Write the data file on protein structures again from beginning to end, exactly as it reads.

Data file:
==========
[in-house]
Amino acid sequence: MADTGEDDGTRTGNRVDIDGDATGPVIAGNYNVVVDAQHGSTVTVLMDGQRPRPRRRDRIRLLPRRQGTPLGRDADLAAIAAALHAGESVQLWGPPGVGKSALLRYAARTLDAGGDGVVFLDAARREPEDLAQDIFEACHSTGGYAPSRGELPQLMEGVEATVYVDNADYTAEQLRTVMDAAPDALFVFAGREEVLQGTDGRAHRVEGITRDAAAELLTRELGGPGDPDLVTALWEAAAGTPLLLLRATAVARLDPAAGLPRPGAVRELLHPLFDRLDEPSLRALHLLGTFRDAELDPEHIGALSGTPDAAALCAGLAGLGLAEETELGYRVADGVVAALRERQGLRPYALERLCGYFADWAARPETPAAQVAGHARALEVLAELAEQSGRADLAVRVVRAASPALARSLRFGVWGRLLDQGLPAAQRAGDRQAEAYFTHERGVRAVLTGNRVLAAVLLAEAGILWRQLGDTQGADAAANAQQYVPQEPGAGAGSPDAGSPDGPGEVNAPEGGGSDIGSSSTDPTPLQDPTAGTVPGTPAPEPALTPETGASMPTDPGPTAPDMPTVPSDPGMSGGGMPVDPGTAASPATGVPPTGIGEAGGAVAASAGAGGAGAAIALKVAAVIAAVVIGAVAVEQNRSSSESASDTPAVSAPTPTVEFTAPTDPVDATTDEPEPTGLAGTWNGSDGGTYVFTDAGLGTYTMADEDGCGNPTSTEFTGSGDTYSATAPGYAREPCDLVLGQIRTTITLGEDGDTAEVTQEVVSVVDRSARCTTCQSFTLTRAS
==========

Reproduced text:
[in-house]
Amino acid sequence: MADTGEDDGTRTGNRVDIDGDATGPVIAGNYNVVVDAQHGSTVTVLMDGQRPRPRRRDRIRLLPRRQGTPLGRDADLAAIAAALHAGESVQLWGPPGVGKSALLRYAARTLDAGGDGVVFLDAARREPEDLAQDIFEACHSTGGYAPSRGELPQLMEGVEATVYVDNADYTAEQLRTVMDAAPDALFVFAGREEVLQGTDGRAHRVEGITRDAAAELLTRELGGPGDPDLVTALWEAAAGTPLLLLRATAVARLDPAAGLPRPGAVRELLHPLFDRLDEPSLRALHLLGTFRDAELDPEHIGALSGTPDAAALCAGLAGLGLAEETELGYRVADGVVAALRERQGLRPYALERLCGYFADWAARPETPAAQVAGHARALEVLAELAEQSGRADLAVRVVRAASPALARSLRFGVWGRLLDQGLPAAQRAGDRQAEAYFTHERGVRAVLTGNRVLAAVLLAEAGILWRQLGDTQGADAAANAQQYVPQEPGAGAGSPDAGSPDGPGEVNAPEGGGSDIGSSSTDPTPLQDPTAGTVPGTPAPEPALTPETGASMPTDPGPTAPDMPTVPSDPGMSGGGMPVDPGTAASPATGVPPTGIGEAGGAVAASAGAGGAGAAIALKVAAVIAAVVIGAVAVEQNRSSSESASDTPAVSAPTPTVEFTAPTDPVDATTDEPEPTGLAGTWNGSDGGTYVFTDAGLGTYTMADEDGCGNPTSTEFTGSGDTYSATAPGYAREPCDLVLGQIRTTITLGEDGDTAEVTQEVVSVVDRSARCTTCQSFTLTRAS